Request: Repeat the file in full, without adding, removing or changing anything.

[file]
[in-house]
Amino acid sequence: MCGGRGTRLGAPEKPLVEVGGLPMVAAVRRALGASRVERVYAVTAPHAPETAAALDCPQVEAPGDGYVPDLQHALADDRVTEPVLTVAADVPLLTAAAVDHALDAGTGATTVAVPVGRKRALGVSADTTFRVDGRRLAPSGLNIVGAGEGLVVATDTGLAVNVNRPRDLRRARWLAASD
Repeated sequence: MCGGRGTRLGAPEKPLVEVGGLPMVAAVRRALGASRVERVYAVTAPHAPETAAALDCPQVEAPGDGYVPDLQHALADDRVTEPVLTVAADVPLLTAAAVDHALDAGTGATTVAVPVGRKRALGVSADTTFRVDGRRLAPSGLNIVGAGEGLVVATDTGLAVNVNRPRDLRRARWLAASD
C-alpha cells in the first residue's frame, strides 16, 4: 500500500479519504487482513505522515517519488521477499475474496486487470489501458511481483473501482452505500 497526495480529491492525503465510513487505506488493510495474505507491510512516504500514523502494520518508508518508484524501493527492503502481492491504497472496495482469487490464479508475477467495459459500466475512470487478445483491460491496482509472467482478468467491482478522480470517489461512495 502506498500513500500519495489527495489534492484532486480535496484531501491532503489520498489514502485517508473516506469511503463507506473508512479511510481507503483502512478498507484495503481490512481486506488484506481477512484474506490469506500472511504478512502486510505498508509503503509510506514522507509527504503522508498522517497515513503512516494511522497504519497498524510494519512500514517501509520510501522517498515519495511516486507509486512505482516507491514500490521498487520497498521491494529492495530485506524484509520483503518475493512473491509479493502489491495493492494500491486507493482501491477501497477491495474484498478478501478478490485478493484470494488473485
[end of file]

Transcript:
[in-house]
Amino acid sequence: MCGGRGTRLGAPEKPLVEVGGLPMVAAVRRALGASRVERVYAVTAPHAPETAAALDCPQVEAPGDGYVPDLQHALADDRVTEPVLTVAADVPLLTAAAVDHALDAGTGATTVAVPVGRKRALGVSADTTFRVDGRRLAPSGLNIVGAGEGLVVATDTGLAVNVNRPRDLRRARWLAASD
Repeated sequence: MCGGRGTRLGAPEKPLVEVGGLPMVAAVRRALGASRVERVYAVTAPHAPETAAALDCPQVEAPGDGYVPDLQHALADDRVTEPVLTVAADVPLLTAAAVDHALDAGTGATTVAVPVGRKRALGVSADTTFRVDGRRLAPSGLNIVGAGEGLVVATDTGLAVNVNRPRDLRRARWLAASD
C-alpha cells in the first residue's frame, strides 16, 4: 500500500479519504487482513505522515517519488521477499475474496486487470489501458511481483473501482452505500 497526495480529491492525503465510513487505506488493510495474505507491510512516504500514523502494520518508508518508484524501493527492503502481492491504497472496495482469487490464479508475477467495459459500466475512470487478445483491460491496482509472467482478468467491482478522480470517489461512495 502506498500513500500519495489527495489534492484532486480535496484531501491532503489520498489514502485517508473516506469511503463507506473508512479511510481507503483502512478498507484495503481490512481486506488484506481477512484474506490469506500472511504478512502486510505498508509503503509510506514522507509527504503522508498522517497515513503512516494511522497504519497498524510494519512500514517501509520510501522517498515519495511516486507509486512505482516507491514500490521498487520497498521491494529492495530485506524484509520483503518475493512473491509479493502489491495493492494500491486507493482501491477501497477491495474484498478478501478478490485478493484470494488473485